Putting the Squeeze on Elephantiasis

A dreaded tropical disease marked by grossly swollen limbs may someday become a historical footnote. Pharmaceutical giant SmithKline Beecham and the World Health Organization (WHO) today announced a joint $1 billion project to eliminate the often-debilitating scourge--called lymphatic filariasis, or elephantiasis--from people by the year 2020.

Some 120 million people in 73 countries are infected with lymphatic filariasis, caused mainly by the parasitic worms Wuchereria bancrofti and Brugia malayi, according to WHO. The adult worms lodge themselves in the lymph vessels, damaging them and the kidneys and often producing elephantiasis, a swelling of arms, legs, and genitalia. The worms produce larvae in the bloodstream that are ingested by mosquitoes, which then transmit the larvae to other people.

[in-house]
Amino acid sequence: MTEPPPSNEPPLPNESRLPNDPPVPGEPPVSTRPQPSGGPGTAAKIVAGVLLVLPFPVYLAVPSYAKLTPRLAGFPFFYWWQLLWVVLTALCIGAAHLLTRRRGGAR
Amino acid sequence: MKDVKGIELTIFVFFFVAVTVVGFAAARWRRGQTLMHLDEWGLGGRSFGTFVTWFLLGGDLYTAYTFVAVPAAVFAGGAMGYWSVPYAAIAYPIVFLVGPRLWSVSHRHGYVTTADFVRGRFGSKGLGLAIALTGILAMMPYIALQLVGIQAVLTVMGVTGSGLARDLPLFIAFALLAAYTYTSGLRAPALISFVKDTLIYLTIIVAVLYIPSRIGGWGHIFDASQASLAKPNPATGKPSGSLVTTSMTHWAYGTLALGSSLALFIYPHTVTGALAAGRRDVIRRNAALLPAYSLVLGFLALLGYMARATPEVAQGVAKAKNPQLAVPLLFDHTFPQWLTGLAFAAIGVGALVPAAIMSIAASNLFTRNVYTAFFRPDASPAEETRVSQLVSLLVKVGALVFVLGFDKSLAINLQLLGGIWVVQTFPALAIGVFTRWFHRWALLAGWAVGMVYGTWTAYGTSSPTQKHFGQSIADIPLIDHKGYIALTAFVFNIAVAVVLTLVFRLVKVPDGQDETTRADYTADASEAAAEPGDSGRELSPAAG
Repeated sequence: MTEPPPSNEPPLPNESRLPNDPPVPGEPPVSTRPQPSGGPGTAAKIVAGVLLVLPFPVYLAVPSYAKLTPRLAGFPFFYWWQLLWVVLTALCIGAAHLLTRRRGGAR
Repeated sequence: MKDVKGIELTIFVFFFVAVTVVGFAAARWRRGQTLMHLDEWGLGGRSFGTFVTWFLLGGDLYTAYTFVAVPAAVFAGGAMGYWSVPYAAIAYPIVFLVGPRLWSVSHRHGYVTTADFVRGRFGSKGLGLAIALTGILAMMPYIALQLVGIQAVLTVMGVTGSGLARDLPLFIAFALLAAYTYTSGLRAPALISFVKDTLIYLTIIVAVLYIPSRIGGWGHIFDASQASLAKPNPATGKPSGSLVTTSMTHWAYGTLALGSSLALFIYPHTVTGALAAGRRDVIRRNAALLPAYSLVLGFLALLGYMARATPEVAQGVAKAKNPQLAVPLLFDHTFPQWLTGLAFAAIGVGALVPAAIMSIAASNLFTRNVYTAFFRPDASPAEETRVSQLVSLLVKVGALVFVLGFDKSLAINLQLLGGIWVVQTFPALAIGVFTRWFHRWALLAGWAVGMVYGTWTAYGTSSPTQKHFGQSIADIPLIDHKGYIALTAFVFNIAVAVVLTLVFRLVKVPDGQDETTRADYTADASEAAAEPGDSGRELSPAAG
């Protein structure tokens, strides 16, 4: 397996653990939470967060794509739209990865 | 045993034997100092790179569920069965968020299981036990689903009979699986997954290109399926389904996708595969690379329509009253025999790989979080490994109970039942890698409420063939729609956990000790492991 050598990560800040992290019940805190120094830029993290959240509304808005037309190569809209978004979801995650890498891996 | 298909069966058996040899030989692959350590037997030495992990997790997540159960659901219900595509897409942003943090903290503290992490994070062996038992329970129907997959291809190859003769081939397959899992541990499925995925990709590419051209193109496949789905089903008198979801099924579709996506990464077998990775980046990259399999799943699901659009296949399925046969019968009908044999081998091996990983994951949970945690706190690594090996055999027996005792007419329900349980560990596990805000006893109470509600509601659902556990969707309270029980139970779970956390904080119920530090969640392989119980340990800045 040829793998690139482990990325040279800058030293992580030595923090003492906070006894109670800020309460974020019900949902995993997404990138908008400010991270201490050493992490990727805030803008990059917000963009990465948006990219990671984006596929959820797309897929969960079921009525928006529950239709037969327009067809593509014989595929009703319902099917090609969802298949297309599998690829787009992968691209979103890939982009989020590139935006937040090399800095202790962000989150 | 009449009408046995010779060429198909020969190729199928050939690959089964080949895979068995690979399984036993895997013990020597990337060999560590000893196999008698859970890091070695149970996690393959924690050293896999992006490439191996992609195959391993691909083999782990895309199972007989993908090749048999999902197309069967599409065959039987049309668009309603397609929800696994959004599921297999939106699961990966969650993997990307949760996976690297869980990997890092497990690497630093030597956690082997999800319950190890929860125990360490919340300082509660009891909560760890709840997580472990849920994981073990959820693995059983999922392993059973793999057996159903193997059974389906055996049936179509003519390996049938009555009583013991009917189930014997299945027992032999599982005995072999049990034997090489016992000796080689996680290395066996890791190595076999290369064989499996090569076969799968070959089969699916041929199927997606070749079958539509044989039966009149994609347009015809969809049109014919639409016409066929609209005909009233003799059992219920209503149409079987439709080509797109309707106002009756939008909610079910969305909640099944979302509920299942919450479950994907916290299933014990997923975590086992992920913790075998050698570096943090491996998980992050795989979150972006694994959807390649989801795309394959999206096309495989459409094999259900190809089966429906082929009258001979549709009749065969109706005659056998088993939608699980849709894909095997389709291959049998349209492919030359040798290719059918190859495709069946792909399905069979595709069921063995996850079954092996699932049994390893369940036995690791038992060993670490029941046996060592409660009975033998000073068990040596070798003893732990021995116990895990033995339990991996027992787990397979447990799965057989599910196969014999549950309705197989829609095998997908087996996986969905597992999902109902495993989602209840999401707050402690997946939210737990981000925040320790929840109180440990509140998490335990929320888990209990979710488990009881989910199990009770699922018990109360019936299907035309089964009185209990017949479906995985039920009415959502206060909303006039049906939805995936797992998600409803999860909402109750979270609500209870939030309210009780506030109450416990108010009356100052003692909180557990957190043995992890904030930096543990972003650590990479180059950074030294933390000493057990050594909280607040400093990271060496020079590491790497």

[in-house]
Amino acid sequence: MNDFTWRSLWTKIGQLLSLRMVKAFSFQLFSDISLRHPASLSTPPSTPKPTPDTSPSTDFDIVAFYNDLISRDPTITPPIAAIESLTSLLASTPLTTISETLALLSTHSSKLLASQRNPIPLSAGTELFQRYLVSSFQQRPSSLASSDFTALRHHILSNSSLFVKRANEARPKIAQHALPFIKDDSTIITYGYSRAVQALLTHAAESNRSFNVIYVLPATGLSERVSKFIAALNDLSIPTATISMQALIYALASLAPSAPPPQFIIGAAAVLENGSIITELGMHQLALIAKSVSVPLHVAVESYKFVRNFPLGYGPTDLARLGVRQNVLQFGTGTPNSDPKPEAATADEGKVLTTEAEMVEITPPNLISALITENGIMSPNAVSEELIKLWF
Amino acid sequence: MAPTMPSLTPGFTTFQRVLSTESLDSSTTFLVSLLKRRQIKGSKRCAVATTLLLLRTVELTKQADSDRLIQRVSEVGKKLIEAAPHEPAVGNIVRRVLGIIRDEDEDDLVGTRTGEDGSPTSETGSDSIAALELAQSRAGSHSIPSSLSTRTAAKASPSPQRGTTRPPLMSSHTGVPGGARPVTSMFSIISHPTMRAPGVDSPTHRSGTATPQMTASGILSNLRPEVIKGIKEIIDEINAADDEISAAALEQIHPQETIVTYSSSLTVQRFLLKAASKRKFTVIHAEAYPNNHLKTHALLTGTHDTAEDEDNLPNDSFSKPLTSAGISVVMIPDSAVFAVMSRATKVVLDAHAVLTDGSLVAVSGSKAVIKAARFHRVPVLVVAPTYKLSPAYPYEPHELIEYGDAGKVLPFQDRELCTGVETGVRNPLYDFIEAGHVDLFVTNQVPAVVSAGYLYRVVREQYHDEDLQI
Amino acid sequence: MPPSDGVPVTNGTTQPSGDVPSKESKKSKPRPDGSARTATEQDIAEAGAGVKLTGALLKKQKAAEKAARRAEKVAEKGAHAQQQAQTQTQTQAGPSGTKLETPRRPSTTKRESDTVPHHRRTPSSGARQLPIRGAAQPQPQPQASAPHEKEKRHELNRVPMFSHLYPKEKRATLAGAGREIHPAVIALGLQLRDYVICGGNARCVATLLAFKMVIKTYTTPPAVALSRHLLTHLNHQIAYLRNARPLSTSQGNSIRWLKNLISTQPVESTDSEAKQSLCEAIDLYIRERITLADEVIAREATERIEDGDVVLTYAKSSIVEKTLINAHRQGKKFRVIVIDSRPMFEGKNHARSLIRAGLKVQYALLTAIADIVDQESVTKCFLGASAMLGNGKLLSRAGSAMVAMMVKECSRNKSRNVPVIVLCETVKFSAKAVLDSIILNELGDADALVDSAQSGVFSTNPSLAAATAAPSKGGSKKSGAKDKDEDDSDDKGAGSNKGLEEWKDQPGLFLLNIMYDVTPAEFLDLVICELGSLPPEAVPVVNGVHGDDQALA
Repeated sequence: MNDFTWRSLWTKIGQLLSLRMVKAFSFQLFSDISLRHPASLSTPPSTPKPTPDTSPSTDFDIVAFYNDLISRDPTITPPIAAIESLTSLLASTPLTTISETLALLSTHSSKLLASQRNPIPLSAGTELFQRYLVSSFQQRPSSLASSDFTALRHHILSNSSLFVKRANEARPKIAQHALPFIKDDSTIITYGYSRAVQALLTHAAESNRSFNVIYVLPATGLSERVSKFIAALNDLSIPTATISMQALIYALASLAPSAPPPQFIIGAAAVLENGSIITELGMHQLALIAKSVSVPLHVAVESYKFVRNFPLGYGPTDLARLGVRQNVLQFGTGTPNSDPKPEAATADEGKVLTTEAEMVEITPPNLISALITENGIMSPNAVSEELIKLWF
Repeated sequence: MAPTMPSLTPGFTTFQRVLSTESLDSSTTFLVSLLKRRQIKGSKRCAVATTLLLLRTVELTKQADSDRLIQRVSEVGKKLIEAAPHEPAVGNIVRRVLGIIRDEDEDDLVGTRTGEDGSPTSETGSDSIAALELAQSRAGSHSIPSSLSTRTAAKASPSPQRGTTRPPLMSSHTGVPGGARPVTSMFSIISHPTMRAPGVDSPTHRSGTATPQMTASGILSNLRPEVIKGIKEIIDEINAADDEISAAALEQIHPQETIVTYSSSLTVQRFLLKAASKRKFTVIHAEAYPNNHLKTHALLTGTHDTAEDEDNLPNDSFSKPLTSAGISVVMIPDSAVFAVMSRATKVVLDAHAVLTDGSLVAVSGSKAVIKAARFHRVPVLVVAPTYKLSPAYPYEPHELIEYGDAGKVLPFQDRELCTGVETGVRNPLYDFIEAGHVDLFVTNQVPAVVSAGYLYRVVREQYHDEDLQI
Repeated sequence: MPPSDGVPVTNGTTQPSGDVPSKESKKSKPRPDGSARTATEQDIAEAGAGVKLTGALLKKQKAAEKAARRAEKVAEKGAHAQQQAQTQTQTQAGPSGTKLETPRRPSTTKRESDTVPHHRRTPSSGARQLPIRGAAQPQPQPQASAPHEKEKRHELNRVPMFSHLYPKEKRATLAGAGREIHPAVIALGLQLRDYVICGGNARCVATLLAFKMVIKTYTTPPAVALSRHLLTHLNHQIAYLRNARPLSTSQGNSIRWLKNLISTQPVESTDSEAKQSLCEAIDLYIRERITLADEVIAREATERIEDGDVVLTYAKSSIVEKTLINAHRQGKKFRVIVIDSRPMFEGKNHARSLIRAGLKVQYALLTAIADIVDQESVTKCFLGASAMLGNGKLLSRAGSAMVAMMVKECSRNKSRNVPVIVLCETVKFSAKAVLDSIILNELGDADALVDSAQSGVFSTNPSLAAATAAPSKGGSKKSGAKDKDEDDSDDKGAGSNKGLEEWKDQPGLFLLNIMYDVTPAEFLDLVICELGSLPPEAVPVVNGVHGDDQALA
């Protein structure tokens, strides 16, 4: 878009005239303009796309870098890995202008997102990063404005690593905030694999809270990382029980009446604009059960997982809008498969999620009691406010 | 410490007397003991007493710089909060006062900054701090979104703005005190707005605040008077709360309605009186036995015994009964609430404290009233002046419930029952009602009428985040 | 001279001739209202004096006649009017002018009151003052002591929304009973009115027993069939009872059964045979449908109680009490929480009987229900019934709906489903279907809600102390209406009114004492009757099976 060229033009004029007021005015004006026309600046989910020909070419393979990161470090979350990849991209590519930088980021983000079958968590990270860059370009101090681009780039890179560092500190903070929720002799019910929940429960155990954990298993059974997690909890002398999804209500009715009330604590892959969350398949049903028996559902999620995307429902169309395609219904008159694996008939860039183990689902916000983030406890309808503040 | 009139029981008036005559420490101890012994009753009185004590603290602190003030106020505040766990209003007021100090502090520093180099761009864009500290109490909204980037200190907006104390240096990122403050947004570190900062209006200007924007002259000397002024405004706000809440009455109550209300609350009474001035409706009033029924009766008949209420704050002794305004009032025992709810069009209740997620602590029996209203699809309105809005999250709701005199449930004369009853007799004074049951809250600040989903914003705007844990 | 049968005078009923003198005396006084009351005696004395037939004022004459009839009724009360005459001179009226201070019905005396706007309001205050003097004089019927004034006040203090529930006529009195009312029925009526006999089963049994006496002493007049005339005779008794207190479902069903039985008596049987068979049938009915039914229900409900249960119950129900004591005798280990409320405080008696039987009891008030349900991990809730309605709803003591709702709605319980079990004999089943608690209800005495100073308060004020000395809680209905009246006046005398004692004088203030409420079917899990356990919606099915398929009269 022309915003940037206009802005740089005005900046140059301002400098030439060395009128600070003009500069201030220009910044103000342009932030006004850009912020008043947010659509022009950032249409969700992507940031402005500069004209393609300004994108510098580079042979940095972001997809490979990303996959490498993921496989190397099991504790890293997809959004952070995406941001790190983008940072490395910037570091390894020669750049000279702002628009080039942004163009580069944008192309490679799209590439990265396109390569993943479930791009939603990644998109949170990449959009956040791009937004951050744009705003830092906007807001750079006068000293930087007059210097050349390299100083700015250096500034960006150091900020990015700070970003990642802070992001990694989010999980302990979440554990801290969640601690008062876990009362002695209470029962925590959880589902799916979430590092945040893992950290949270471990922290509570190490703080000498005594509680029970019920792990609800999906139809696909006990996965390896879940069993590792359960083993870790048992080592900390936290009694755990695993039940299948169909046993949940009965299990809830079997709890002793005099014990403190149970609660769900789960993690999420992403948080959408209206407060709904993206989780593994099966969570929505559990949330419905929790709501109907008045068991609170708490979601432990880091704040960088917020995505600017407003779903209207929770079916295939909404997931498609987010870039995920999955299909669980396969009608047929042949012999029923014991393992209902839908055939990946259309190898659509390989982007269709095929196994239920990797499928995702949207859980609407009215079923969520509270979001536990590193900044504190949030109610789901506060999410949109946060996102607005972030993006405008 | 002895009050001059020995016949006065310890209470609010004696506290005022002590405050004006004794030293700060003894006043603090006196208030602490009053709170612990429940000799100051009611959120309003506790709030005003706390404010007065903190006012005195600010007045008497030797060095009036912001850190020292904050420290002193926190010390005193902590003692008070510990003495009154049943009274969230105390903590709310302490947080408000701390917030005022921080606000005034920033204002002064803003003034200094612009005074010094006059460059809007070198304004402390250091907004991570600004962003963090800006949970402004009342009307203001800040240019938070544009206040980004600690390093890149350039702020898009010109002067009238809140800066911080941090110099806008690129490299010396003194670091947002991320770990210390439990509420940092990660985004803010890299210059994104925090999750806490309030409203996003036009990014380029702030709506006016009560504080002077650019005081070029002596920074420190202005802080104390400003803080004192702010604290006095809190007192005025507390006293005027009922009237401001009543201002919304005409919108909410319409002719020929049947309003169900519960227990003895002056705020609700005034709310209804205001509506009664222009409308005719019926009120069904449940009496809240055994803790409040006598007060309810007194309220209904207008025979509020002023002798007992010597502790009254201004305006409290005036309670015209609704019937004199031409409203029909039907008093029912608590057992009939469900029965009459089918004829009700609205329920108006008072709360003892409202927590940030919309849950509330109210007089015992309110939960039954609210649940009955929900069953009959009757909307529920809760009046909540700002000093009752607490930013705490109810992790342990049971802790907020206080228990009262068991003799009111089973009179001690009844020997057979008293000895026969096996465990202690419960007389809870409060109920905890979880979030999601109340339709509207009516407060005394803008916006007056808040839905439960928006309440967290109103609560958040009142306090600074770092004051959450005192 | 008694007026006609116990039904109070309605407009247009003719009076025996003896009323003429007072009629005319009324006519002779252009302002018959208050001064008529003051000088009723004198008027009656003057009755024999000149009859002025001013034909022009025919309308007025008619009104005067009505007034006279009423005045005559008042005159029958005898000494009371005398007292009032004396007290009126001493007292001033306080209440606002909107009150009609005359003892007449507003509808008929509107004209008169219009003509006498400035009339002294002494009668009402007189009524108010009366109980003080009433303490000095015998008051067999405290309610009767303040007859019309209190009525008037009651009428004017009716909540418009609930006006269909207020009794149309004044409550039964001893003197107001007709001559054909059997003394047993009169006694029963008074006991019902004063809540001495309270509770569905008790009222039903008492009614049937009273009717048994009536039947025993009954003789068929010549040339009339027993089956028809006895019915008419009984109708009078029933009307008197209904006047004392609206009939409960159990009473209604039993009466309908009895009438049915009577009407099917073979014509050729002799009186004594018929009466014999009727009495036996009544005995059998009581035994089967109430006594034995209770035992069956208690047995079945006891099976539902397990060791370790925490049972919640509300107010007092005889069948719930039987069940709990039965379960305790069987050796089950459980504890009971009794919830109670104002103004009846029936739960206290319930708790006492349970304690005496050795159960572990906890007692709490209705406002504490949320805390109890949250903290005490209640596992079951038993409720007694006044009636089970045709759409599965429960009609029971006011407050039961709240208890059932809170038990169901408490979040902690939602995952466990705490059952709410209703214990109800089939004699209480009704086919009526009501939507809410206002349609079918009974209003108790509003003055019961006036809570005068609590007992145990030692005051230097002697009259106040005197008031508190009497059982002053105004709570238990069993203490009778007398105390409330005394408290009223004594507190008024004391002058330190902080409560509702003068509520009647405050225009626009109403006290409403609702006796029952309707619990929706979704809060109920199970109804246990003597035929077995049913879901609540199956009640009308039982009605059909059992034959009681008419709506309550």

Experts say the most promising strategy for wiping out the disease is to destroy the larvae. Toward that end, SmithKline Beecham is donating to WHO 5 billion doses of the drug albendazole, worth about $500 million. Participating countries will pay for staff to distribute albendazole as well as locally produced or generic versions of two other drugs--diethlycarbamazine and ivermectin--effective against the parasites.

Eradicating the disease is "a fantastically exciting prospect," says Juliet Fuhrman, a filariasis expert at Tufts University in Medford, Massachusetts. But the task won't be easy. It takes up to 5 years of treatments to purge worms from an individual's lymphatic system--a daunting challenge considering that many prospective patients live far from clinics. "The question is," says Fuhrman, "Can you treat people long enough to abolish further transmission?" The answer may come at least 20 years from now, after countries start disbursing the drugs later this year.

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